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Share your files through your local network – NFS for Network File System, is a file system that allow you to share files over your network, in similar way as local storage.

However, if you are looking for a solution to share files among GNU/Linux and Windows computers, NFS won’t help you much as Windows per default don’t have what it takes to use NFS system. You will want to use Samba instead.

The main advantage of NFS versus Samba for a basic usage is its speed. It performs better than Samba in term of transfer speed, as this old (2010) test shown or this new (2014) test shown too. However NFS is less flexible than Samba in term of permission I’ll say.

So if you are looking for a fast Linux to Linux (Or MacOS) transfer protocol, I strongly recommend you NFS, and here is how to install it.



On your server, you need to install the NFS Server package. In root (or with sudo), type:

and on the client side, you will need nfs-common



Here again, you will need a specific configuration on the server side while the client will only need to mount it.

Server side:

1) You will first need to create a mount point of NFS shares (You may have severals you want to centralized inside a single mount point, or not)

2) Then you will need to mount what you want to share in those new folders. Adding a new mount point to a folder will make it available for write and read (if folders/files permissions allow) at 2 places.

To avoid retyping this after every reboot, you will need to add a fstab entry. Still in root

and add:

(Note that between each of these variables you should not use SPACE but TAB)

and save with CTRL+X (then yes)

3) And finally, enable the export by creating/modifying the file /etc/exports with similar content:

where is the network you want to share with. (The /24 allow all combination of IP for the last 3 digits). Depending on your local network configuration, you may want to correct this entry with or whatever IP you want to share with. You can actually list more IP addresses and options on the same line, separated with a space such as:

For the option, you can the detail on the man page or directly here.

Once done, you can restart NFS Server:

Client side:

You will then simply have to mount the whole export folder or one folder by one folder on your client such as:

Where is your server IP.

Note that you may want to create a dedicated folder on the client side, to mount the share.

Or here again, to avoid having to mount it at every reboot, you could add a /etc/fstab entry with:

(Here again, there are not space but TAB)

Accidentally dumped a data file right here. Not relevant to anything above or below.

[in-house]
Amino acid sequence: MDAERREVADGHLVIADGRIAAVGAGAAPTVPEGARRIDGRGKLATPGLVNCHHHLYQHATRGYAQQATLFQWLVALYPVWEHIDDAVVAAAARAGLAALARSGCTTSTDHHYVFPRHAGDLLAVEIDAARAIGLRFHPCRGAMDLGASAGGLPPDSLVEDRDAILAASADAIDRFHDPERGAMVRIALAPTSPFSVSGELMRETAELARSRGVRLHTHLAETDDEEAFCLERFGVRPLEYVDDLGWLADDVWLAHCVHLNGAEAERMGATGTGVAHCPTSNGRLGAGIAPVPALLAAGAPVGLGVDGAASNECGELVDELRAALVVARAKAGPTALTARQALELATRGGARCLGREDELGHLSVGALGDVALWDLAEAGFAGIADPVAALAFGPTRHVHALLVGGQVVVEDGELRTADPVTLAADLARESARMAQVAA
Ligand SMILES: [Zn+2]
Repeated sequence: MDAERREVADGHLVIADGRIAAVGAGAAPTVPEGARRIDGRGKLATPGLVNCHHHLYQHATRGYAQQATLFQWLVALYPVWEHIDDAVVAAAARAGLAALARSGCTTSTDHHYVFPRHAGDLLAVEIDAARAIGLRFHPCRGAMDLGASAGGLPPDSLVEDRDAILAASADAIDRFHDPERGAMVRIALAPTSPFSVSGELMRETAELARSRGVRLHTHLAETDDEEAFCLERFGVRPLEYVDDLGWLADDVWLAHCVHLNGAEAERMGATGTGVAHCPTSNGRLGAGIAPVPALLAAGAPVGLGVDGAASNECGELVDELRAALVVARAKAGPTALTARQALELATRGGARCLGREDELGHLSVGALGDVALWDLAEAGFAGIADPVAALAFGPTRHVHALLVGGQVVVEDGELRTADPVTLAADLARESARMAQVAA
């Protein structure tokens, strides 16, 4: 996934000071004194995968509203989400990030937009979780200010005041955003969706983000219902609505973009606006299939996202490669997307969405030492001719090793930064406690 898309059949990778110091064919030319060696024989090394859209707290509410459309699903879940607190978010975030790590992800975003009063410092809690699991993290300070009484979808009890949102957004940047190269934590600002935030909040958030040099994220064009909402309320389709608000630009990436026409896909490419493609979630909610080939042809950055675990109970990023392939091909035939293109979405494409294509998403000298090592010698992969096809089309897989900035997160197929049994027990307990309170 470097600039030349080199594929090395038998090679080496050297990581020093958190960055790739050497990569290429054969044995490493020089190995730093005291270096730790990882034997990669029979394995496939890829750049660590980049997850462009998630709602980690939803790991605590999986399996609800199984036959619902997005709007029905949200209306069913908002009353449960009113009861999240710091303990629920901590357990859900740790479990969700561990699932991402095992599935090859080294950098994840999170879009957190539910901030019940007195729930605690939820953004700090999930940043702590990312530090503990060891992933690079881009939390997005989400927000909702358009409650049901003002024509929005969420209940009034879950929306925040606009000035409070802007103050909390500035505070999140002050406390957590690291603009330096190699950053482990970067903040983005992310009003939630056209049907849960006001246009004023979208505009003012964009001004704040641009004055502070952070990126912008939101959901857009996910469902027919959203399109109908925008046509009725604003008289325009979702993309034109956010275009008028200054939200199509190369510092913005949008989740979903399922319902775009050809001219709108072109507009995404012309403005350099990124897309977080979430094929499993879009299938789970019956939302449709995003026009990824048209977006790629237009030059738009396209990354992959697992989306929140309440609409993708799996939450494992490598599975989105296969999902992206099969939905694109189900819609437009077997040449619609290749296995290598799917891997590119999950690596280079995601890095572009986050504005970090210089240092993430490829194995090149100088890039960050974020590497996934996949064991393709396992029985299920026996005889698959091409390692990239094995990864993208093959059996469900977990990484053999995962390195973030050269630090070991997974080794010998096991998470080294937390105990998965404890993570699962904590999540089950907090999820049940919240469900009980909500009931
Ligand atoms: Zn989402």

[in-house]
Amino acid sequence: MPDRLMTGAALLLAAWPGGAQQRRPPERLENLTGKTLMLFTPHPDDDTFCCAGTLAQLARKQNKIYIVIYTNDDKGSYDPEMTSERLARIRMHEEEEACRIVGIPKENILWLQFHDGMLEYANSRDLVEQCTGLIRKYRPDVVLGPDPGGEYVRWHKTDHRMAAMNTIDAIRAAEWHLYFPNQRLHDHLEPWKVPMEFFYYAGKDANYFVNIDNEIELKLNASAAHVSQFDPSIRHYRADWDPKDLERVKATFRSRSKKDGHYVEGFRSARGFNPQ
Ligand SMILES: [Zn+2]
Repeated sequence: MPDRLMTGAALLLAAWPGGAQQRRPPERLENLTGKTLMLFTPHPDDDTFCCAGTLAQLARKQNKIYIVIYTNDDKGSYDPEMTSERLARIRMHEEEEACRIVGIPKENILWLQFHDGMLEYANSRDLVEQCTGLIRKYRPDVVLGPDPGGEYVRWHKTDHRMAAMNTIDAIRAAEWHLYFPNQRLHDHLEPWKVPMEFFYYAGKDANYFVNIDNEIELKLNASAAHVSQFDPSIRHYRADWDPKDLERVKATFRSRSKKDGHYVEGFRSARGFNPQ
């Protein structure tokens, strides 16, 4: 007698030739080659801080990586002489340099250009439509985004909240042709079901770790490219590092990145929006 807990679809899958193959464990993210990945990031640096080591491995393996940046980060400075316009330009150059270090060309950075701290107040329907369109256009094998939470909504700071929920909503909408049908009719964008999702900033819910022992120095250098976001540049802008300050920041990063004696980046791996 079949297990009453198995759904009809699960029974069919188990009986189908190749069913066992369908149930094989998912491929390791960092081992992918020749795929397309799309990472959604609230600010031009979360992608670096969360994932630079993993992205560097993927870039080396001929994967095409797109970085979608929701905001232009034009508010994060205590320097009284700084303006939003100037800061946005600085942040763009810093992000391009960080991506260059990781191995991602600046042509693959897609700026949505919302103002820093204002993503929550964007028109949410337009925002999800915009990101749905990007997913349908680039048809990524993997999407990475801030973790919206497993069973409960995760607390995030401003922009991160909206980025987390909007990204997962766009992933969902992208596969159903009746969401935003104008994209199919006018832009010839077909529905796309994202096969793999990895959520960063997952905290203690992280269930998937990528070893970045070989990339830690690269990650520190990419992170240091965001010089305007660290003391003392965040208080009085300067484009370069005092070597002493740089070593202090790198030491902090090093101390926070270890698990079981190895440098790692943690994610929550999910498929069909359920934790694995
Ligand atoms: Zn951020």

You should now have a working NFS shares on your local network.

Also, having a good server and router will help to achieve higher speed and most probably, your first bottleneck will come from your router and network cables if still in 100M (need cat6 cable and gigabit router for faster transfer speed). On my Western Digital Green 2TO (5400tr/m) that I don’t recommend by the way, I acheive a steadily 80mo/s usually. (I’ve tried SSD to SSD transfer but most probably my router is still the bottleneck for faster transfer, but it will cost me a harm and a leg to have 10G router haha)


File Transfer

Network configuration – Static IP on Linux

Most probably, one of the first setting you want to do will be to assign a static IP of our server among your local network and start configuring your router and domain name.

Networks explanation

Indeed, if you start to install services (Like a website, a torrent client, a jukebox, etc…), you have to make sure all the ports are open and redirected to the correct machine and your domain name is well configured.

But to do so, you need first to make sure the IP of your server will not change. Hence you need to set a static IP into the /etc/network/interfaces file.


and mine is the following:

The part that interest us is iface eth0 inet static and then set the address IP you want (Usually or depending on your router configuration) while the netmask is always the same.

After modification, just save (CTRL+X then Y) and restart your network


Don’t know your IP?

If you don’t know your local IP address on your server or the gateway, you could check the current automatic (DHCP) configuration.

Just type:

and you should have something similar to that:

My local IP address is then

And for the gateway, it is most of the case if your IP is and will be is your IP is